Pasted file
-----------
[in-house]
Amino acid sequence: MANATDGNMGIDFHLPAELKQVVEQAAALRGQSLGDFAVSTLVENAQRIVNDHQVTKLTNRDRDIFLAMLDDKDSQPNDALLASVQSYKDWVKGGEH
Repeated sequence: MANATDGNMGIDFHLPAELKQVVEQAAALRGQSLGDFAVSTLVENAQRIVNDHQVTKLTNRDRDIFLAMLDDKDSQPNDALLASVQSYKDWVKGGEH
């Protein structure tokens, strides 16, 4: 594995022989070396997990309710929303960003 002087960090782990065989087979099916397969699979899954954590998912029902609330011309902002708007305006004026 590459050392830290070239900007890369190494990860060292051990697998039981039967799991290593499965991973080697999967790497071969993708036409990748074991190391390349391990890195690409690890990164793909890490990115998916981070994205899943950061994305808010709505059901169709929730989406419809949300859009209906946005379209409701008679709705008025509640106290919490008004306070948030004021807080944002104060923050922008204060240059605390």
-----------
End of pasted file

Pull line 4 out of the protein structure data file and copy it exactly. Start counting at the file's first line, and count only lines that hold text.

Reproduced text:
């Protein structure tokens, strides 16, 4: 594995022989070396997990309710929303960003 002087960090782990065989087979099916397969699979899954954590998912029902609330011309902002708007305006004026 590459050392830290070239900007890369190494990860060292051990697998039981039967799991290593499965991973080697999967790497071969993708036409990748074991190391390349391990890195690409690890990164793909890490990115998916981070994205899943950061994305808010709505059901169709929730989406419809949300859009209906946005379209409701008679709705008025509640106290919490008004306070948030004021807080944002104060923050922008204060240059605390």